Tag Archives: Gov. Mike Rounds

Pressler A Factor in South Dakota

Weeks ago, it became a foregone conclusion that Republican former Gov. Mike Rounds would win the open South Dakota US Senate contest for the right to succeed the retiring Sen. Tim Johnson (D), but that analysis may be changing. Former Sen. Larry Pressler (R), now running as a left-leaning Independent, is surprisingly becoming a serious factor as the campaign enters the political stretch drive.

A new Survey USA poll (Sept. 3-7; 500 likely South Dakota voters) finds the former two-term governor still leading the race but coming back to the pack, while Pressler is the clear gainer. According to this sampling universe, Rounds attracts 39 percent support as compared to Democrat Rick Weiland, a former aide to ex-US Senate Majority Leader Tom Daschle (D-SD), who sits 11 points behind at 28 percent. But the story is Pressler’s 25 percent attribution level.

Larry Pressler, now 72 years old, was originally elected to the House in the Watergate year of 1974. He was re-elected in 1976 before successfully winning his Senate seat two years later. He won twice more before falling to Johnson, then a congressman, in the 1996 election. The former senator endorsed Barack Obama for President in 2008, and then again in his re-election drive four years later. As part of Continue reading >

Primaries Today; Pressler’s Impact

Alaska, Wyoming
 
Another two primaries are on tap for today, as we continue to pass through the final quarter of nomination voting. Beginning tomorrow, only seven more states will hold primaries and one, Oklahoma next week, will decide a run-off situation.
 
The big vote of this evening comes in Alaska, in a primary that will be decided in the wee hours of the morning on the east coast. Here, Republicans will choose a nominee against first-term Sen. Mark Begich (D) in a three-way battle among the candidate projected as the favorite by most, former Attorney General and Natural Resources Department Director Dan Sullivan, Lt. Gov. Mead Treadwell, and 2010 US Senate nominee Joe Miller.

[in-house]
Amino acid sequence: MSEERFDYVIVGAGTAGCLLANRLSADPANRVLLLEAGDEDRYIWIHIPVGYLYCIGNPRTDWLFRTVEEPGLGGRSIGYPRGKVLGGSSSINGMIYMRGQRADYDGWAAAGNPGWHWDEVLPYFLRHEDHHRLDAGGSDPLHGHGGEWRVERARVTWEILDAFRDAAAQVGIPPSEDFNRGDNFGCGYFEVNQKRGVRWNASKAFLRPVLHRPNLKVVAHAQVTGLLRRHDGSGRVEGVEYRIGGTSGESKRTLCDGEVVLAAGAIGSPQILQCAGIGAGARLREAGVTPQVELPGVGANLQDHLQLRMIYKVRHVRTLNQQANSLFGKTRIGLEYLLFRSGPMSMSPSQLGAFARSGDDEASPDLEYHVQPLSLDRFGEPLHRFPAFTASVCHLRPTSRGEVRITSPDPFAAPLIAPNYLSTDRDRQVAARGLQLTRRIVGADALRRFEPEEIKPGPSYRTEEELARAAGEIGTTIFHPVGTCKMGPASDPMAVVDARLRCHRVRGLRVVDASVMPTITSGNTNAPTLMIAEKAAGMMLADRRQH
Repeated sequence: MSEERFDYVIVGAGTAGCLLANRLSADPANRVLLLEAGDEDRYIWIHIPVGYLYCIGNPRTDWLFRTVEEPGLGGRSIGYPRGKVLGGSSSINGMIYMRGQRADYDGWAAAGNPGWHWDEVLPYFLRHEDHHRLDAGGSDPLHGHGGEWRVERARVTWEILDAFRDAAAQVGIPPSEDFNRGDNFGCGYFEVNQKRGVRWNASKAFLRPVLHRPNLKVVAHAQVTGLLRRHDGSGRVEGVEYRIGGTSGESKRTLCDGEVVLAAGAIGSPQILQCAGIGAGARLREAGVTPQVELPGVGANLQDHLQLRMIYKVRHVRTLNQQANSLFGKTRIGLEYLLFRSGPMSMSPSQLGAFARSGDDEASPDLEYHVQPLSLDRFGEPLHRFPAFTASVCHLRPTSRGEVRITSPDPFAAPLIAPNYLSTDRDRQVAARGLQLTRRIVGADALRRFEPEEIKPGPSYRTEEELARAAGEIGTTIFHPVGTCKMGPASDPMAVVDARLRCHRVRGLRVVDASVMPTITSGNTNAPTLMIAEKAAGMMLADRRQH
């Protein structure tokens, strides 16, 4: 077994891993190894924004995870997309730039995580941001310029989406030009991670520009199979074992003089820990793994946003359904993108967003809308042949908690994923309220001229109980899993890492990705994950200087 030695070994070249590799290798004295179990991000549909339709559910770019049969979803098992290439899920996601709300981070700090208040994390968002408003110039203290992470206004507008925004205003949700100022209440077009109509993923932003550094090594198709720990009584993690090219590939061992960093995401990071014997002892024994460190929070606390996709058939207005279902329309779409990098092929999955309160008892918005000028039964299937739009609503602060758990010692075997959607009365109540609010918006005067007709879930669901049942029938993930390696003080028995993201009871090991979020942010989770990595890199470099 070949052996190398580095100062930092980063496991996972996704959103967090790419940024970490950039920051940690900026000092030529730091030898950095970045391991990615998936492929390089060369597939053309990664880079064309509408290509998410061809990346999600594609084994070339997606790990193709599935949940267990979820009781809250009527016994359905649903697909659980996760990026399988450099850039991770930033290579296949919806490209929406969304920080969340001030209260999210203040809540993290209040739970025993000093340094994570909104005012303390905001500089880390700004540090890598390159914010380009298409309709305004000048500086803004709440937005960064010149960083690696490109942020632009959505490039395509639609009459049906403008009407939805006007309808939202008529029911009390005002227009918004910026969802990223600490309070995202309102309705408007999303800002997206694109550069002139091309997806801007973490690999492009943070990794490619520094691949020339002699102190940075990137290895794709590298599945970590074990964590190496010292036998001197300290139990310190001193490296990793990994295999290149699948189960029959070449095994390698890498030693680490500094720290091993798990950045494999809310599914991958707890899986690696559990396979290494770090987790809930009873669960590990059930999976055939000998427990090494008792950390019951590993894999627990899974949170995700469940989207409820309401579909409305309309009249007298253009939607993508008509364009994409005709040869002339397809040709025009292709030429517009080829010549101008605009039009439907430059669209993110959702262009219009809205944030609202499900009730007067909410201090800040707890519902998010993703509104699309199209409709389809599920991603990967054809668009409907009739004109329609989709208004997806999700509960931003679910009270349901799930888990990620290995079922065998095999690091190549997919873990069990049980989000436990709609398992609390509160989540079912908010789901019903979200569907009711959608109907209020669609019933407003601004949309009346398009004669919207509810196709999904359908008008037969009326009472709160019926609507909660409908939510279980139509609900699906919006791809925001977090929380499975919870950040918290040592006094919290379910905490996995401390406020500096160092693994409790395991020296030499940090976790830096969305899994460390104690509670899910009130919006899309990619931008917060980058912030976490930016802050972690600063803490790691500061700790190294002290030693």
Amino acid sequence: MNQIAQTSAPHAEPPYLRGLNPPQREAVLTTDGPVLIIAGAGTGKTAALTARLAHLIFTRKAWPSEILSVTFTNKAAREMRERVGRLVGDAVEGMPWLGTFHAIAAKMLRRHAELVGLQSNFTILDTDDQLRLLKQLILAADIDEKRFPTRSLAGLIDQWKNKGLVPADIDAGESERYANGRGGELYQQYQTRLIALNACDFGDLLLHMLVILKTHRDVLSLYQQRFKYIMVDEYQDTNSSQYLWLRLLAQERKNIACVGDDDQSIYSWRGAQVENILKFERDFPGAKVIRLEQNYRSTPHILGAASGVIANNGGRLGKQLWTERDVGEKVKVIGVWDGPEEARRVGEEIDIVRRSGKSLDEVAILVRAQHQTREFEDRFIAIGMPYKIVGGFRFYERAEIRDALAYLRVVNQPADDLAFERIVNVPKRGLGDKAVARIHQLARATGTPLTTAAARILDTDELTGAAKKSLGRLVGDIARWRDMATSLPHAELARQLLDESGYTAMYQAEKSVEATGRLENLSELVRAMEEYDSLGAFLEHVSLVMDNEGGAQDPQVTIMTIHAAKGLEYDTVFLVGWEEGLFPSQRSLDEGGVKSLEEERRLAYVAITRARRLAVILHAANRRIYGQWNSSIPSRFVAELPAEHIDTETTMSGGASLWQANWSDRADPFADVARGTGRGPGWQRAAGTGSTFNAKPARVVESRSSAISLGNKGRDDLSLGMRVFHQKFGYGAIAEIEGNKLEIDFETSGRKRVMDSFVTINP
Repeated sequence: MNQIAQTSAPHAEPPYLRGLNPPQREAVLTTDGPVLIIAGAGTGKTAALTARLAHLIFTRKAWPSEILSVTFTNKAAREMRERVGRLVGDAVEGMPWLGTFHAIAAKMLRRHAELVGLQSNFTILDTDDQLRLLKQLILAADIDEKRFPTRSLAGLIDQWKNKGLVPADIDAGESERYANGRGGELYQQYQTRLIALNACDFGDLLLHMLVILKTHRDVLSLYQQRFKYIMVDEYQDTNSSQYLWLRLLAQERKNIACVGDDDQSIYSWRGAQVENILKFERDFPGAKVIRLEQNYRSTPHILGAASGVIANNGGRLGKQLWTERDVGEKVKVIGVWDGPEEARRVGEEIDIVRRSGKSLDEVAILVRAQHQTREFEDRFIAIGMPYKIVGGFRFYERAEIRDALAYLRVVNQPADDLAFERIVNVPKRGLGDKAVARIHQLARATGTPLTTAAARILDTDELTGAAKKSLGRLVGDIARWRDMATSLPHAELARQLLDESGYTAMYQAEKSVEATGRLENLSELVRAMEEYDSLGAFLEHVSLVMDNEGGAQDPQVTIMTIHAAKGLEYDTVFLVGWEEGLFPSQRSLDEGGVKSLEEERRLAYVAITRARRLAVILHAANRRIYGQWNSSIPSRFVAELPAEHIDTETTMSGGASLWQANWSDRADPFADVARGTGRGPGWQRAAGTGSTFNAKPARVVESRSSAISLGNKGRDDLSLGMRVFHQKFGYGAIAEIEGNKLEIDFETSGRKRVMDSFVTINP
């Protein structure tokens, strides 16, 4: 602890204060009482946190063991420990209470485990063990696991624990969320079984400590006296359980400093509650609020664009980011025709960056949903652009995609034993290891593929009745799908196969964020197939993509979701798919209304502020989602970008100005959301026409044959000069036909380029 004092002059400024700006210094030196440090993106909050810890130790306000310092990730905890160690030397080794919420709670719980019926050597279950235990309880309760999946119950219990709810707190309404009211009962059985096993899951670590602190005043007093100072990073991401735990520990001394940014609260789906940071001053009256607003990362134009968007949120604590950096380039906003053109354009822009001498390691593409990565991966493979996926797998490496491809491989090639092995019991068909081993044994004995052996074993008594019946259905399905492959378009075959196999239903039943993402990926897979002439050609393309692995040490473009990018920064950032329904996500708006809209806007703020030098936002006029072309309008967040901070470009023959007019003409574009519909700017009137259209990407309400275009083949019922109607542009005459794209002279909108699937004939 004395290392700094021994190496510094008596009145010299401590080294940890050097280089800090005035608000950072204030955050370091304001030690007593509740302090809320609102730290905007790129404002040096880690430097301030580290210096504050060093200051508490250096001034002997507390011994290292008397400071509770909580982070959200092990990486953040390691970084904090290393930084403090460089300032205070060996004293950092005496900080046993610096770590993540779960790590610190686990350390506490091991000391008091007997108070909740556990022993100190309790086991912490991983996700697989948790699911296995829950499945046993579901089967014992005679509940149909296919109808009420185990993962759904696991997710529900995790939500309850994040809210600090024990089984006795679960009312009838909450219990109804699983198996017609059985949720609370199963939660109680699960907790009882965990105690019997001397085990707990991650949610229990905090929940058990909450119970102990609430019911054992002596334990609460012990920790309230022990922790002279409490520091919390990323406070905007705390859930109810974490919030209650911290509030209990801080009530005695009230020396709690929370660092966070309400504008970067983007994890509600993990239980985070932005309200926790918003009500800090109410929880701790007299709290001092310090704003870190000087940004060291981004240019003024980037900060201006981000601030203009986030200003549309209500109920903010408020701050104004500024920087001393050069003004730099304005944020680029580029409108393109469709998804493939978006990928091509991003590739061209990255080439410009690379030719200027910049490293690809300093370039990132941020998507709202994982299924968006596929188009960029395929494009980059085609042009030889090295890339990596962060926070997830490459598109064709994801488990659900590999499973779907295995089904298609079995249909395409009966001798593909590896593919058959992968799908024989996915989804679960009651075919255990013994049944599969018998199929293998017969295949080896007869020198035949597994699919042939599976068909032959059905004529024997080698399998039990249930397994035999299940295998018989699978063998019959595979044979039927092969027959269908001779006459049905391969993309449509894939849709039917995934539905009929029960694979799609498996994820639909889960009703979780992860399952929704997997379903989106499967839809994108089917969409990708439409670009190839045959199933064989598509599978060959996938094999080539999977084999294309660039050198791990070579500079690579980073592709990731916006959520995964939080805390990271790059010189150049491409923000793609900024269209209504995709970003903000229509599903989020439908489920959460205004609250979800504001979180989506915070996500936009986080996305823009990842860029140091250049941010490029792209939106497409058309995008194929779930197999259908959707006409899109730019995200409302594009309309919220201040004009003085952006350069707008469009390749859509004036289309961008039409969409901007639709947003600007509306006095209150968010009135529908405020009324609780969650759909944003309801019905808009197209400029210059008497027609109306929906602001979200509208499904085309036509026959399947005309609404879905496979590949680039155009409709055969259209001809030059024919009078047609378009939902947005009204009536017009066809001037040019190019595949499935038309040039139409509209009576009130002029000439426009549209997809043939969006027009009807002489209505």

Originally, Treadwell began the race as the leader but his poor early fundraising – he now has collected $1.2 million in campaign receipts – quickly put him behind Sullivan both in dollars raised (Sullivan has gone over the $4 million mark), and then in polling. Though the Alaska Republican establishment began to fall in line behind Sullivan, Treadwell has been hanging strong, remaining within single digits according to several late polls. Some believe Miller could be positioned to again come from nowhere to Continue reading >

Noem Remains; Brown Up in Massachusetts

In a formal and unsurprising announcement, Rep. Kristi Noem (R-SD-AL) confirmed that she will not challenge former Gov. Mike Rounds (R) for South Dakota’s open US Senate seat next year. Noem, serving her second term in the House, indicated that she will seek re-election to her current position.

Rumors and speculation had persisted for months that the congresswoman may hop into the Senate race and attempt to challenge Rounds from the right, but she never appeared to be making any tangible moves to prepare for such a race. Meanwhile, as he has done since the 2012 election cycle concluded, the former governor continued to build his Senatorial campaign on a daily basis.